Send to

Choose Destination
Ann Surg Oncol. 2012 Nov;19(12):3677-86. doi: 10.1245/s10434-012-2397-0. Epub 2012 May 17.

Short-term outcomes of ablation therapy for hepatic tumors: evidence from the 2006-2009 nationwide inpatient sample.

Author information

Robert Wood Johnson Foundation Clinical Scholars Program, Yale School of Medicine, New Haven, CT, USA.



Radiofrequency ablation (RFA) for the treatment of hepatic tumors has been increasingly used across the United States. Whether treatment-related morbidity has remained low with broader adoption is unclear. We conducted this study to describe in-hospital morbidity associated with RFA for hepatic tumors and to identify predictors of adverse events in a nationally representative database.


Using the 2006-2009 Nationwide Inpatient Sample, we evaluated all patients aged ≥40 years who underwent an elective RFA for primary or metastatic liver tumors (N = 1298). Outcomes included in-hospital procedure-specific and postoperative complications. Multivariable logistic regression analyses were performed to identify patient and facility predictors of complications.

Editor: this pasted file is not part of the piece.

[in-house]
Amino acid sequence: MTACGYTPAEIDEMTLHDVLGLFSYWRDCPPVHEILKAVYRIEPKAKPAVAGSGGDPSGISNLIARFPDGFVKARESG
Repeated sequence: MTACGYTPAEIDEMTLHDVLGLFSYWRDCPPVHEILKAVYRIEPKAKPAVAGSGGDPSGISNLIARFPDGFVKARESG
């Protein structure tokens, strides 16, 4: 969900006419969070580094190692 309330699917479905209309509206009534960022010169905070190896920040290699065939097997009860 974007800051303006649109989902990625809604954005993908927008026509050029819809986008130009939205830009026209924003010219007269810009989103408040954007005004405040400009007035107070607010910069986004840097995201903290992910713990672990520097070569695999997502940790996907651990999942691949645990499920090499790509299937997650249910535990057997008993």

Most patients underwent a percutaneous (39.9 %) or laparoscopic (22.0 %) procedure for metastatic liver tumors (57.5 %). Procedure-specific complications were frequent (18.2 %), with transfusion requirements (10.7 %), intraoperative bleeding (4.3 %), and hepatic failure (2.8 %) being the most common. Arrhythmias [adjusted odds ratio (AOR) = 1.93 (1.23-3.04)], coagulopathy [AOR = 4.65 (2.95-7.34)], and an open surgical approach [AOR = 2.77 (1.75-4.36)] were associated with an increased likelihood of procedure-specific complications, whereas hospital RFA volume ≥16/year was associated with a reduced likelihood [AOR = 0.59 (0.38-0.91)]. Postoperative complications were also common (12.0 %), with arrhythmias, heart failure, coagulopathy, and open surgical approach acting as significant predictors.


In-hospital morbidity is common after RFA for hepatic tumors. While several patient factors are associated with more frequent procedure-specific complications, treatment at hospitals with an annual volume ≥16 cases/year was associated with a 41 % reduction in the odds of procedure-specific complications.

[Indexed for MEDLINE]

Supplemental Content

Full text links

Icon for Springer
Loading ...
Support Center